“The Pirates! Band of Misfits”
In giving three of its five animated feature slots to stop-motion films — “Frankenweenie,” “ParaNorman” and “The Pirates! Band of Misfits” — the Academy would seem to be favoring a century-old technique over the cutting-edge sizzle of CGI.
Though it dates nearly to the dawn of cinema, the state of stop-motion animation is anything but old-fashioned, however, benefiting as much from cutting-edge technical advances as its all-digital competition.
The new kid on the block among stop-motion studios, Laika has been a major innovator, becoming the first to design and shoot a stop-motion feature in stereoscopic 3D, jerry-rigging rapid-prototyping and digital-capture tools to suit its purposes.
The intricately detailed “ParaNorman” is the Portland, Ore.-based outfit’s second feature, following 2009’s “Coraline.”
Laika president and CEO Travis Knight says, “We had so many firsts on ‘Coraline’ that I couldn’t quite see where we’d go from there, but for ‘ParaNorman’ we developed this ‘skewed naturalism’ that marries a lot of intricate detail with a more cinematic approach, then just built on all that and pushed those techniques even further, so we can tell our stories that much more effectively.”
Knight, who doubled as lead animator on “ParaNorman,” reports that digital technology has not only given his team new tools, but also pushed Laika to raise its game, since computer-animated characters are now capable of a level of expressiveness previously impossible in hand-drawn and stop-motion animation. Instead of the old-school strategy of molding clay-like material for each frame, Laika uses the “replacement animation” approach, substituting all-new faces for nearly every frame of footage.
“We designed and built facial expressions on a computer, then printed them out on a 3D Systems ZPrinter, which also gives us color now, and integrated all that into the performance.”
Fusing these two elements — of craft and technology — allowed Laika to give its characters an unparalleled range of distinct looks.
“We can get it closer to live action, and we can do more repeatable things now, such as bits of sets and props.”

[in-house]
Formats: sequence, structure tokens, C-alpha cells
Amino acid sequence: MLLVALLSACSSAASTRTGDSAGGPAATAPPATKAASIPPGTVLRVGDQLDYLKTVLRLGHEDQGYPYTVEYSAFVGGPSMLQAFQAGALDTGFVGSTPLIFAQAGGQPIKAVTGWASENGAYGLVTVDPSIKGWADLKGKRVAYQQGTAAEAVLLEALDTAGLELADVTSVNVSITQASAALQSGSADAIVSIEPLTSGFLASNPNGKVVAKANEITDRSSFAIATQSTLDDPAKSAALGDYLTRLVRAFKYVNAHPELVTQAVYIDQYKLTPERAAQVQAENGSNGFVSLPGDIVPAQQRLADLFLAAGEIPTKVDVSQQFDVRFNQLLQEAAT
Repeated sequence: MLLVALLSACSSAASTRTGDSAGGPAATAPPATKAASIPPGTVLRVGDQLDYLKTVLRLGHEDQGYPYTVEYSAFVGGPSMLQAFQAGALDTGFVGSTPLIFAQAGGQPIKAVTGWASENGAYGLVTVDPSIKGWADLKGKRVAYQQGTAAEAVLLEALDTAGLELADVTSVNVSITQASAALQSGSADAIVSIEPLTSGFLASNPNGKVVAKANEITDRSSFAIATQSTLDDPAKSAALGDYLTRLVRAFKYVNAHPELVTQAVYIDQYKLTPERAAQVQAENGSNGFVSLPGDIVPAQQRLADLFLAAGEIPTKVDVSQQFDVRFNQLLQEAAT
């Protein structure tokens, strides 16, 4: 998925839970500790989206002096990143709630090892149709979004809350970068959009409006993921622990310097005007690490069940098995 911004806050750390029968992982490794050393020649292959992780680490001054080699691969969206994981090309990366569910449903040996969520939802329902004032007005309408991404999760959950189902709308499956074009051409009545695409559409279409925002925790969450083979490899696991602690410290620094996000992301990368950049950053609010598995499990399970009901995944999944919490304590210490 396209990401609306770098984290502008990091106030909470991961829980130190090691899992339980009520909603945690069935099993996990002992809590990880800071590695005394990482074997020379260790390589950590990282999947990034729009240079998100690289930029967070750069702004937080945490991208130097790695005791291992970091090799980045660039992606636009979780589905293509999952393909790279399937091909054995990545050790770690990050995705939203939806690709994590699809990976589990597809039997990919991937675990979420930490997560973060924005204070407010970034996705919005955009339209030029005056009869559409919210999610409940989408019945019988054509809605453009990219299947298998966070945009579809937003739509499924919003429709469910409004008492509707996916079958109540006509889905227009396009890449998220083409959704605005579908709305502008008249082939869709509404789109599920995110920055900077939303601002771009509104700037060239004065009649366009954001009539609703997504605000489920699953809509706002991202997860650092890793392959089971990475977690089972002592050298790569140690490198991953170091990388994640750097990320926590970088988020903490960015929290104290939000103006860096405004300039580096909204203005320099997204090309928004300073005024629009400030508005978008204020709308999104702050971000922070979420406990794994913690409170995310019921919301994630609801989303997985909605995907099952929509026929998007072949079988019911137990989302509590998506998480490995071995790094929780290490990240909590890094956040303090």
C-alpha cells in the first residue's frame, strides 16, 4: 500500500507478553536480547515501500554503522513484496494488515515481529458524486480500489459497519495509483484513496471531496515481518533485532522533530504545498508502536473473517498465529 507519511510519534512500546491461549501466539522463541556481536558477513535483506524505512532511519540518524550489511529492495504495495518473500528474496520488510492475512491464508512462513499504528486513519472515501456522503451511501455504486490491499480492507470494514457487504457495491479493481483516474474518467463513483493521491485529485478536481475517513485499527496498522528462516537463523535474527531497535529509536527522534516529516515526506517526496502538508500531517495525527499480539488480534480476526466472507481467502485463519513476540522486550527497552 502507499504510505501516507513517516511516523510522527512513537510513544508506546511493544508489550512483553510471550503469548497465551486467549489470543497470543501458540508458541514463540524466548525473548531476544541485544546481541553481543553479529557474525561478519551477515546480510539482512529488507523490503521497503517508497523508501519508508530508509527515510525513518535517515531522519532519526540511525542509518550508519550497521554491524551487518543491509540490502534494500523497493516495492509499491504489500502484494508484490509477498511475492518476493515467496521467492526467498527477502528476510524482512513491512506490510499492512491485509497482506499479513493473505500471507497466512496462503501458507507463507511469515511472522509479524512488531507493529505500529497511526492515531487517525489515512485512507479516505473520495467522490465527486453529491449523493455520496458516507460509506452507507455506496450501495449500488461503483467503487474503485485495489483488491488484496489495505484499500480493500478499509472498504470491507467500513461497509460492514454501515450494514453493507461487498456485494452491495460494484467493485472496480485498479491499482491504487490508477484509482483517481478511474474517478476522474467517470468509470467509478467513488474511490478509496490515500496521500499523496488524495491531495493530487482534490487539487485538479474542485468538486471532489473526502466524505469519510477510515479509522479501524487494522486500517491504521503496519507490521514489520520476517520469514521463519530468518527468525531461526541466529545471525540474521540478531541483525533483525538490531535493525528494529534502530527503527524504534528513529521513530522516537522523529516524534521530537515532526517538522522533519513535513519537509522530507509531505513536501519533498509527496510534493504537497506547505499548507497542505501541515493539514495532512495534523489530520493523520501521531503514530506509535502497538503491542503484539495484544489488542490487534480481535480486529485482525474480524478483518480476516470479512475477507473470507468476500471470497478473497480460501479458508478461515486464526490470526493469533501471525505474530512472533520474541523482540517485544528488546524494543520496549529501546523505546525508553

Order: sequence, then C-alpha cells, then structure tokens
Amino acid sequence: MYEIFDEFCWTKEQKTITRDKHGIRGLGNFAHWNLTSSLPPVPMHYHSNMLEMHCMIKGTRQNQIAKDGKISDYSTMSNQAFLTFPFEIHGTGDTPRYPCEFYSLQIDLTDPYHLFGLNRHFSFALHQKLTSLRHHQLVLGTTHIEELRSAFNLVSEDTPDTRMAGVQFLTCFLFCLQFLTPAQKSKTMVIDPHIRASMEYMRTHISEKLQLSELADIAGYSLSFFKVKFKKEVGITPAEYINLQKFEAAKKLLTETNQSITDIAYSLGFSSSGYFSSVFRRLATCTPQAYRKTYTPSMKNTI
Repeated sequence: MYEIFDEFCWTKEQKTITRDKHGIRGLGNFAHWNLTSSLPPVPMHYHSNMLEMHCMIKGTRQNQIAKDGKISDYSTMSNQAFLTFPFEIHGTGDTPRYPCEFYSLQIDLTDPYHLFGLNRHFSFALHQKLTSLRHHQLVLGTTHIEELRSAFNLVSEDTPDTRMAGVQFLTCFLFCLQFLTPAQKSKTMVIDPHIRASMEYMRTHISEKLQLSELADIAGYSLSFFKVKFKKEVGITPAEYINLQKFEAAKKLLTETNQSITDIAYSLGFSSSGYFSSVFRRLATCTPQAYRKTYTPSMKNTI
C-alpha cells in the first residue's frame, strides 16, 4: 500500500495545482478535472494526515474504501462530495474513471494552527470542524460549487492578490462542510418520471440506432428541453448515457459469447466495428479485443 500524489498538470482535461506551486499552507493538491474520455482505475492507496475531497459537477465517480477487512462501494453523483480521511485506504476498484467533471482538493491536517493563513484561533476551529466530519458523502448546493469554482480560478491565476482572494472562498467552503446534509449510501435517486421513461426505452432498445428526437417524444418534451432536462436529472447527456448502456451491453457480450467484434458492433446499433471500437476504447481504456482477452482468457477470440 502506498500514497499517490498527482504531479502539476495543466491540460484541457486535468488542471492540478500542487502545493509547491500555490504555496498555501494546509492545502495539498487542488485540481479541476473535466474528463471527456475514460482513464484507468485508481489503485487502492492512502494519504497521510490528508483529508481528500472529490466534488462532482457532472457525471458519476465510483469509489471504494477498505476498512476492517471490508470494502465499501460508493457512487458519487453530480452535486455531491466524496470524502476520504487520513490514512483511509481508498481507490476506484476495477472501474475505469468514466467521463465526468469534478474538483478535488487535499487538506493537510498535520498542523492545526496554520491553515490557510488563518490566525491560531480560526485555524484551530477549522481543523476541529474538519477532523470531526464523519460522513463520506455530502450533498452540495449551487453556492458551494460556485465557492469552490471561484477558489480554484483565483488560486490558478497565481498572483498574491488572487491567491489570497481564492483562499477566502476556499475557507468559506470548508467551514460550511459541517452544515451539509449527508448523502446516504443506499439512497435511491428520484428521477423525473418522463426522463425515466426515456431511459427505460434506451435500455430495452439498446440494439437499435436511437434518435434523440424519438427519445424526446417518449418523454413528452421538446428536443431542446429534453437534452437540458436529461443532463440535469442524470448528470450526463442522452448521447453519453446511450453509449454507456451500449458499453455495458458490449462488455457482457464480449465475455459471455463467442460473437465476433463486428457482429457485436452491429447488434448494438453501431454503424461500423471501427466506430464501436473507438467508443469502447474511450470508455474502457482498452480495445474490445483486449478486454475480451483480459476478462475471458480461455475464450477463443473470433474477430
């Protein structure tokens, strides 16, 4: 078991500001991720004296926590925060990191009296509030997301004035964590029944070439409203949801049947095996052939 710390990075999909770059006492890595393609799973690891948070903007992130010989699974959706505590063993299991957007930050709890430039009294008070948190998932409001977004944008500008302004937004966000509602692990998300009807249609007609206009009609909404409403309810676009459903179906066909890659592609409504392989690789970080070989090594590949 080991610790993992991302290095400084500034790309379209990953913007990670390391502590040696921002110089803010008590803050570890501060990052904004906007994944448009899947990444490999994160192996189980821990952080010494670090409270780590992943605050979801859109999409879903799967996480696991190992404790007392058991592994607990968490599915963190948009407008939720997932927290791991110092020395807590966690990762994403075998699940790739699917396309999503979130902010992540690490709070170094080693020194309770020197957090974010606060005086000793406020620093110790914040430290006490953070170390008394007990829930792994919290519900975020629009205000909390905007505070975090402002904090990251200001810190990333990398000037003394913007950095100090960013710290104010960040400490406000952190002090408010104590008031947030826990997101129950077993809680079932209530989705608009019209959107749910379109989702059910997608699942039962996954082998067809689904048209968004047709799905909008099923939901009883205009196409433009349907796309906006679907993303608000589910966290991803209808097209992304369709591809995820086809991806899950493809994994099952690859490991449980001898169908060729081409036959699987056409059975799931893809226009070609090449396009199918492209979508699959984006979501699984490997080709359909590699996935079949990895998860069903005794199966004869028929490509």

To deal with “Pirates’ ” ambitious scale and huge cast of characters, Aardman Studios (the folks responsible for wonky inventors Wallace and Gromit) also expanded upon recent innovations in their technique, including a shift to digital cameras that rapidly accelerates a process that once relied on celluloid processing for frame-by-frame artists to evaluate their work.
But in order to create a huge number of visual effects elements — including water, fire, smoke, fog, skies, clouds and a sea monster — the company had to set up its own inhouse, 100-strong, vfx department.
“That was totally new for us but allowed us to blend all our traditional stop-motion skills with the latest digital technology,” says Tom Barnes, head of cameras and lighting and post supervisor. “Also new was that, because of the extraordinarily large amount of dialogue, we had to create all the characters’ mouth shapes digitally. So we made digital models of all the physical characters we built, reviewed all their dialogue, then created a set of digital mouth shapes for each one and then printed them using a 3D rapid-prototyping system.”
The result? About 8,000 digital mouths and a cutting-edge library system set up to give the filmmakers quick and efficient access to them.
Ultimately, Aardman built 230 puppets, shot nearly 1 million frames using 75 cameras, and some 80 lenses “specially rebuilt for this, along with an unprecedented amount of motion-control gear,” Barnes says. “We’ve never used so much automation, and this was also the first 3D all-digital feature we’ve ever done.”
Like “Pirates” and “ParaNorman,” “Frankenweenie” embraced new technology to add cinematic scope to backgrounds and environments, while staying true to director Tim Burton’s lo-fi vision.
“Our breakthroughs were fairly subtle, from using cutting-edge digital cameras to using greenscreens and pushing the visual effects and CGI elements so we could give the film those long vistas and a bigger feeling,” says producer Allison Abbate, citing the climactic windmill sequence as one where digital environments and effects served to heighten the jeopardy and expand the scope of the scene.
Abbate considers the use of CG-created effects and atmospheric elements to be part of “a perfect marriage for us, along with Tim’s handmade puppets, where you see all the stitches and hash-marks on their skin. That way, you get the sophisticated environments and live-action feel, as well as his familiar style.”
But while Tim Burton and Aardman have worked long and lovingly to craft and perfect their instantly recognizable visual signatures, Laika is consciously pursuing a very different path.
“We do not want to have a ‘house style,'” Knight says. “Every film, we want to do something different and push the art form forward, and while we’re using this age-old craft of stop-motion, we’re actively combining it with new technology.”
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